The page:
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Regulation of dopaminergic transmission and cocaine reward by the Clock gene.

Although there are clear interactions between circadian rhythms and drug addiction, mechanisms for such interactions remain unknown. Here we establish a role for the Clock gene in regulating the brain's reward circuit. Mice lacking a functional Clock gene display an increase in cocaine reward and in the excitability of dopamine neurons in the midbrain ventral tegmental area, a key brain reward region. These phenotypes are associated with increased expression and phosphorylation of tyrosine hydroxylase (the rate-limiting enzyme in dopamine synthesis), as well as changes in several genes known to regulate dopamine activity in the ventral tegmental area. These findings demonstrate the involvement of a circadian-associated gene, Clock, in regulating dopamine function and cocaine reward.

Pubmed ID: 15967985

Authors

  • McClung CA
  • Sidiropoulou K
  • Vitaterna M
  • Takahashi JS
  • White FJ
  • Cooper DC
  • Nestler EJ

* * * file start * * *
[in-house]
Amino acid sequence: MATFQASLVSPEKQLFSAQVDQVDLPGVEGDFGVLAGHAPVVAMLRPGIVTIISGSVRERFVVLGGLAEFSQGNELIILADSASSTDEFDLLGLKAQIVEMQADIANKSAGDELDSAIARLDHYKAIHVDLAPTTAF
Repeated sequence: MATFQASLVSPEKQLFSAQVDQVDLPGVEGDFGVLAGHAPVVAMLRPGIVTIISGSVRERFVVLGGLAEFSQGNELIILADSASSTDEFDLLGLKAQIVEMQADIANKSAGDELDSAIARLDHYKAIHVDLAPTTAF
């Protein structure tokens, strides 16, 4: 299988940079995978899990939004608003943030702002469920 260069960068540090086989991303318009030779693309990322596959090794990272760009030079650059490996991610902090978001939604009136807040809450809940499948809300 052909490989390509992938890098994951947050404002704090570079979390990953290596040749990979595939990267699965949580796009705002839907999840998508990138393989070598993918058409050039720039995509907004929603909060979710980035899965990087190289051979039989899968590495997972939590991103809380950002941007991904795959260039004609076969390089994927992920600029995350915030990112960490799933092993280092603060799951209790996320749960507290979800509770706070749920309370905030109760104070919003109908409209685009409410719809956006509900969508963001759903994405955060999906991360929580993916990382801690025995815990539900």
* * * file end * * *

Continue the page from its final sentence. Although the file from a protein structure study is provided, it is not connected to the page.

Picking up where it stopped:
Journal

Proceedings of the National Academy of Sciences of the United States of America

Publication Data

June 28, 2005

Associated Grants

  • Agency: NIDA NIH HHS, Id: K01 DA017750
  • Agency: Howard Hughes Medical Institute, Id:

Mesh Terms

  • Animals
  • Blotting, Western
  • Brain
  • CLOCK Proteins
  • Circadian Rhythm
  • Cocaine
  • Dopamine
  • Dose-Response Relationship, Drug
  • Electrophysiology
  • Homozygote
  • Immunohistochemistry
  • Male
  • Mice
  • Mice, Transgenic
  • Models, Neurological
  • Mutation
  • Neurons
  • Oligonucleotide Array Sequence Analysis
  • Phenotype
  • Phosphorylation
  • Point Mutation
  • Reward
  • Substance-Related Disorders
  • Time Factors
  • Trans-Activators
  • Tyrosine 3-Monooxygenase
  • Ventral Tegmental Area